"Starving!" and Bab ate them with such a relish that Sam added a small contribution; and Ben caught some water for her in his hand, where the little spring bubbled up beside a stone.
"Now, you wash your face and spat down your hair, and put your hat on straight, and then we'll go," commanded Ben, giving Sanch a roll on the grass to clean him.
Bab scrubbed her face till it shone; and, pulling down her apron to wipe it, scattered a load of treasures collected in her walk. Some of the dead flowers, bits of moss, and green twigs fell near Ben, and one attracted his attention, -- a spray of broad, smooth leaves, with a bunch of whitish berries on it.
"Where did you get that?" he asked, poking it with his foot.
"In a swampy place, coming along. Sanch saw something down there; and I went with him, 'cause I thought may be it was a musk-rat, and you'd like one if we could get him."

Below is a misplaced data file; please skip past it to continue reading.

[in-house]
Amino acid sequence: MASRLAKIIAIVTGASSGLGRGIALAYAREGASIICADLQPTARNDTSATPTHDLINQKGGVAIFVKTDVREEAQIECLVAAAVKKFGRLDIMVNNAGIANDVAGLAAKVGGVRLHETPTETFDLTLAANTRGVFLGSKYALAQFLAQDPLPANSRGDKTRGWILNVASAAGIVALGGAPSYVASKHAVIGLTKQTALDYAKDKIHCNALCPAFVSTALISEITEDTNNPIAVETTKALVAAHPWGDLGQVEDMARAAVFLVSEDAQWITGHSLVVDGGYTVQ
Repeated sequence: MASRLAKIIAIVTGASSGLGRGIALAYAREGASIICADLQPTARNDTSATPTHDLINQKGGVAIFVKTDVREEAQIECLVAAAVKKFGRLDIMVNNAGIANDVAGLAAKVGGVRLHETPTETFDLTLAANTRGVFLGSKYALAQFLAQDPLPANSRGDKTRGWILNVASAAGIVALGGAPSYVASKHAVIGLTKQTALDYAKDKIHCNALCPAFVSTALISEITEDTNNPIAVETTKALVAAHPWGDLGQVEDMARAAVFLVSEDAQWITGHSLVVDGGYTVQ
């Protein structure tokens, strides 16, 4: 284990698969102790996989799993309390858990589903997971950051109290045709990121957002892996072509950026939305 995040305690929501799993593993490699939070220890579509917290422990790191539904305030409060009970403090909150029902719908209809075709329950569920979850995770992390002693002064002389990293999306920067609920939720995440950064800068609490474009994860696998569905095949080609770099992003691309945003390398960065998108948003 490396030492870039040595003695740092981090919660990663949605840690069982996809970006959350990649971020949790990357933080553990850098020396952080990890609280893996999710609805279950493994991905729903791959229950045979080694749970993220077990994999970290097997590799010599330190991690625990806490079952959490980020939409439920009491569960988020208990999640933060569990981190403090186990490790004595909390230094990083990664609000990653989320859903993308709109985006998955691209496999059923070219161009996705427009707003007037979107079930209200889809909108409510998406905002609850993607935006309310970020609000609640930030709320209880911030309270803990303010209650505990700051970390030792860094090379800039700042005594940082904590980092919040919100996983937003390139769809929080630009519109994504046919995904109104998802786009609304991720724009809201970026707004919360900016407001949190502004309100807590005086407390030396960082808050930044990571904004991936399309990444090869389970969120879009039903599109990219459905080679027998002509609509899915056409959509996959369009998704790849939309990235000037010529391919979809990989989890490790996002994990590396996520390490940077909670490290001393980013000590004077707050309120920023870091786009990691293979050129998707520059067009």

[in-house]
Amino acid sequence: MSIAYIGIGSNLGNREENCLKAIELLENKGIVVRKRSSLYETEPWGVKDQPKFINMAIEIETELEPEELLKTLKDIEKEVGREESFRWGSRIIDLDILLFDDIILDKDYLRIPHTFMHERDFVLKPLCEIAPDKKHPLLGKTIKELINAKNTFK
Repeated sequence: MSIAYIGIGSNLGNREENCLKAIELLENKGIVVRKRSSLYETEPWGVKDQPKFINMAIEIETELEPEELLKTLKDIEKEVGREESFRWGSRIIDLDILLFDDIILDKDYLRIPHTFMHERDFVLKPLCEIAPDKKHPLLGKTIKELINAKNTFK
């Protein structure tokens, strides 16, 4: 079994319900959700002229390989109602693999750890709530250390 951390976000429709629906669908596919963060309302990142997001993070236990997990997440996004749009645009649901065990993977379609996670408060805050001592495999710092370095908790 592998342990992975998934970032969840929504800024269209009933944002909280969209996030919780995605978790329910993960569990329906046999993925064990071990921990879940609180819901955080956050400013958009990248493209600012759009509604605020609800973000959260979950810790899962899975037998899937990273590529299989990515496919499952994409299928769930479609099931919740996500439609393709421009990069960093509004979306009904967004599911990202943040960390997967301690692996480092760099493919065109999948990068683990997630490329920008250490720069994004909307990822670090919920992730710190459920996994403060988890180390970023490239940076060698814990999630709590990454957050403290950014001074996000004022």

"Was it?" asked the boys all at once, and with intense interest.
"No; only a snake, and I don't care for snakes. I picked some of that, it was so green and pretty. Thorny likes queer leaves and berries, you know," answered Bab, "spatting," down her rough locks.
"Well, he won't like that, nor you either; it's poisonous, and I shouldn't wonder if you'd got poisoned, Bab. Don't touch it! Swamp-sumach is horrid stuff, -- Miss Celia said so;" and Ben looked anxiously at Bab, who felt her chubby face all over, and examined her dingy hands with a solemn air, asking, eagerly, --
"Will it break out on me 'fore I get to the circus?"
"Not for a day or so, I guess; but it's bad when it does come."
"I don't care, if I see the animals first. Come quick, and never mind the old weeds and things," said Bab, much relieved; for present bliss was all she had room for now in her happy little heart.